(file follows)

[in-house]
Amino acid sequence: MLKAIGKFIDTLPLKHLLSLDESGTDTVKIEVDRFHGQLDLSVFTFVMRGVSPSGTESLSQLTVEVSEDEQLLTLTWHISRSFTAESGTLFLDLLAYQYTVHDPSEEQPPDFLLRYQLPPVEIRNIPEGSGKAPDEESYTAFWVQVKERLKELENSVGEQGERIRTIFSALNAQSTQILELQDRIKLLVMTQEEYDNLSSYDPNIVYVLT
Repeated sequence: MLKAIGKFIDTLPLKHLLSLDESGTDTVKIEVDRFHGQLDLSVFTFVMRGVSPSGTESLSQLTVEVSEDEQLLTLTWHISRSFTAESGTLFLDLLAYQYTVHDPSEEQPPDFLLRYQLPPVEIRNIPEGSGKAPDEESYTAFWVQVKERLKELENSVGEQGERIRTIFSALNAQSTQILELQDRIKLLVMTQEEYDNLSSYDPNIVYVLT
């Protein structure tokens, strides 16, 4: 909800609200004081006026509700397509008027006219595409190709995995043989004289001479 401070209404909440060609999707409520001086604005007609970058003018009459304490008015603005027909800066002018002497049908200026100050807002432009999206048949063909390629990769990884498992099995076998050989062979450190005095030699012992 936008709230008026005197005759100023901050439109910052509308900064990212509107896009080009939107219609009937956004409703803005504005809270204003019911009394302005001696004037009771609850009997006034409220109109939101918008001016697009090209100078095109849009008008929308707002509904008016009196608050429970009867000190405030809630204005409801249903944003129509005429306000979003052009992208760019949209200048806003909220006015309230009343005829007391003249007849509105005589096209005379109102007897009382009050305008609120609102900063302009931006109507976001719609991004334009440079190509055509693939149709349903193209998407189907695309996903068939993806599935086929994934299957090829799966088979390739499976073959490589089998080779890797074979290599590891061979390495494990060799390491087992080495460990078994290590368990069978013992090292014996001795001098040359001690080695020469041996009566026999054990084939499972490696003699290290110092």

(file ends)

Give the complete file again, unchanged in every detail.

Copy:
[in-house]
Amino acid sequence: MLKAIGKFIDTLPLKHLLSLDESGTDTVKIEVDRFHGQLDLSVFTFVMRGVSPSGTESLSQLTVEVSEDEQLLTLTWHISRSFTAESGTLFLDLLAYQYTVHDPSEEQPPDFLLRYQLPPVEIRNIPEGSGKAPDEESYTAFWVQVKERLKELENSVGEQGERIRTIFSALNAQSTQILELQDRIKLLVMTQEEYDNLSSYDPNIVYVLT
Repeated sequence: MLKAIGKFIDTLPLKHLLSLDESGTDTVKIEVDRFHGQLDLSVFTFVMRGVSPSGTESLSQLTVEVSEDEQLLTLTWHISRSFTAESGTLFLDLLAYQYTVHDPSEEQPPDFLLRYQLPPVEIRNIPEGSGKAPDEESYTAFWVQVKERLKELENSVGEQGERIRTIFSALNAQSTQILELQDRIKLLVMTQEEYDNLSSYDPNIVYVLT
């Protein structure tokens, strides 16, 4: 909800609200004081006026509700397509008027006219595409190709995995043989004289001479 401070209404909440060609999707409520001086604005007609970058003018009459304490008015603005027909800066002018002497049908200026100050807002432009999206048949063909390629990769990884498992099995076998050989062979450190005095030699012992 936008709230008026005197005759100023901050439109910052509308900064990212509107896009080009939107219609009937956004409703803005504005809270204003019911009394302005001696004037009771609850009997006034409220109109939101918008001016697009090209100078095109849009008008929308707002509904008016009196608050429970009867000190405030809630204005409801249903944003129509005429306000979003052009992208760019949209200048806003909220006015309230009343005829007391003249007849509105005589096209005379109102007897009382009050305008609120609102900063302009931006109507976001719609991004334009440079190509055509693939149709349903193209998407189907695309996903068939993806599935086929994934299957090829799966088979390739499976073959490589089998080779890797074979290599590891061979390495494990060799390491087992080495460990078994290590368990069978013992090292014996001795001098040359001690080695020469041996009566026999054990084939499972490696003699290290110092």